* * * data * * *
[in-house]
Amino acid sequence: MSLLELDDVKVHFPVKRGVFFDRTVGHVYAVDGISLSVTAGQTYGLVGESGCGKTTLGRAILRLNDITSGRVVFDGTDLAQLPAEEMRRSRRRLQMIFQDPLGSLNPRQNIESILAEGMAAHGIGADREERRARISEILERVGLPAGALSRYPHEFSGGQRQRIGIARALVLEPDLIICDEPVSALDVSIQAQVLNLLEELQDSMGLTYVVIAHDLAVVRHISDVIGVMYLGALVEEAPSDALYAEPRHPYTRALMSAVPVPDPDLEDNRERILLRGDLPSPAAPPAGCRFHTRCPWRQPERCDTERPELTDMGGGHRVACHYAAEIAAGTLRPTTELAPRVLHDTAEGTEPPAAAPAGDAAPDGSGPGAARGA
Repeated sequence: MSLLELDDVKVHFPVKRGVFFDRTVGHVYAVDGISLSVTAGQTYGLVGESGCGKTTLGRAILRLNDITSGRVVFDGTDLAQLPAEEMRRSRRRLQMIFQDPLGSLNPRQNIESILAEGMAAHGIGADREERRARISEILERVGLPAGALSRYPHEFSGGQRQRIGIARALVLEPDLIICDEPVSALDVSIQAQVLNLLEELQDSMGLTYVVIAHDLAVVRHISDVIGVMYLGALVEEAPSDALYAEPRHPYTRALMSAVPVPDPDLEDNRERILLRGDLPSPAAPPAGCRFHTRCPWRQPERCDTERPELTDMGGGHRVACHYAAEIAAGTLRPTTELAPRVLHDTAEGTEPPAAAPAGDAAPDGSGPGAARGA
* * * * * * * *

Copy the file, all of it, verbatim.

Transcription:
[in-house]
Amino acid sequence: MSLLELDDVKVHFPVKRGVFFDRTVGHVYAVDGISLSVTAGQTYGLVGESGCGKTTLGRAILRLNDITSGRVVFDGTDLAQLPAEEMRRSRRRLQMIFQDPLGSLNPRQNIESILAEGMAAHGIGADREERRARISEILERVGLPAGALSRYPHEFSGGQRQRIGIARALVLEPDLIICDEPVSALDVSIQAQVLNLLEELQDSMGLTYVVIAHDLAVVRHISDVIGVMYLGALVEEAPSDALYAEPRHPYTRALMSAVPVPDPDLEDNRERILLRGDLPSPAAPPAGCRFHTRCPWRQPERCDTERPELTDMGGGHRVACHYAAEIAAGTLRPTTELAPRVLHDTAEGTEPPAAAPAGDAAPDGSGPGAARGA
Repeated sequence: MSLLELDDVKVHFPVKRGVFFDRTVGHVYAVDGISLSVTAGQTYGLVGESGCGKTTLGRAILRLNDITSGRVVFDGTDLAQLPAEEMRRSRRRLQMIFQDPLGSLNPRQNIESILAEGMAAHGIGADREERRARISEILERVGLPAGALSRYPHEFSGGQRQRIGIARALVLEPDLIICDEPVSALDVSIQAQVLNLLEELQDSMGLTYVVIAHDLAVVRHISDVIGVMYLGALVEEAPSDALYAEPRHPYTRALMSAVPVPDPDLEDNRERILLRGDLPSPAAPPAGCRFHTRCPWRQPERCDTERPELTDMGGGHRVACHYAAEIAAGTLRPTTELAPRVLHDTAEGTEPPAAAPAGDAAPDGSGPGAARGA